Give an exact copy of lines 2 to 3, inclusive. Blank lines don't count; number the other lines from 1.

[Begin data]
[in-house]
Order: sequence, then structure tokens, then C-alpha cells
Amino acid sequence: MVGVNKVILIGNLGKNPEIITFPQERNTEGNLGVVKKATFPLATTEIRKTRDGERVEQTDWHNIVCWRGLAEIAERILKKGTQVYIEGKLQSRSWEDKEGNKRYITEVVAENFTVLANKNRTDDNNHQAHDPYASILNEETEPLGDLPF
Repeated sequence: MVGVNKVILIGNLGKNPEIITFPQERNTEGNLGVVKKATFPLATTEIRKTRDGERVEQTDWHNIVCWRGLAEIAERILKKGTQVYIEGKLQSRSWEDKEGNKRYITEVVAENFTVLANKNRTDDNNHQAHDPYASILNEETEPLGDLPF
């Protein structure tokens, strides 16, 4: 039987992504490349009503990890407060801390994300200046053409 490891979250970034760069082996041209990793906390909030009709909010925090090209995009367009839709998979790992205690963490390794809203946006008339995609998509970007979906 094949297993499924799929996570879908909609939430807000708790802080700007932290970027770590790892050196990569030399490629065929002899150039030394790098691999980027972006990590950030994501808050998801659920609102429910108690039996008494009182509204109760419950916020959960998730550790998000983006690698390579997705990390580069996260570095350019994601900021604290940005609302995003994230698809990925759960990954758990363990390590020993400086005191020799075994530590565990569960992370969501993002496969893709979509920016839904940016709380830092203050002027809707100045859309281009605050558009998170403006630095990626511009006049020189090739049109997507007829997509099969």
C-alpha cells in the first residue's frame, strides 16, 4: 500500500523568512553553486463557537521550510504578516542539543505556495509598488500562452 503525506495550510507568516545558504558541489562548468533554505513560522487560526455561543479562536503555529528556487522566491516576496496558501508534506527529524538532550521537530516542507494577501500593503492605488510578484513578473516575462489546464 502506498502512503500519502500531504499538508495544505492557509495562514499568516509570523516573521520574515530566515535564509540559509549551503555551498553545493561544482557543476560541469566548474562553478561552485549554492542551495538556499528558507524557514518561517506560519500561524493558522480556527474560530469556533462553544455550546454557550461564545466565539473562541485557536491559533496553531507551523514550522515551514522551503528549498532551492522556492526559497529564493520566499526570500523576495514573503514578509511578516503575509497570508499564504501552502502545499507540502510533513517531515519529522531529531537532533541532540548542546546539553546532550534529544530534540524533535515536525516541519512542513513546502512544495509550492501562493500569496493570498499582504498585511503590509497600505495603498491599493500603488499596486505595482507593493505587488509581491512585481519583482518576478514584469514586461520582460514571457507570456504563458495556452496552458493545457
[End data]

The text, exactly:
Order: sequence, then structure tokens, then C-alpha cells
Amino acid sequence: MVGVNKVILIGNLGKNPEIITFPQERNTEGNLGVVKKATFPLATTEIRKTRDGERVEQTDWHNIVCWRGLAEIAERILKKGTQVYIEGKLQSRSWEDKEGNKRYITEVVAENFTVLANKNRTDDNNHQAHDPYASILNEETEPLGDLPF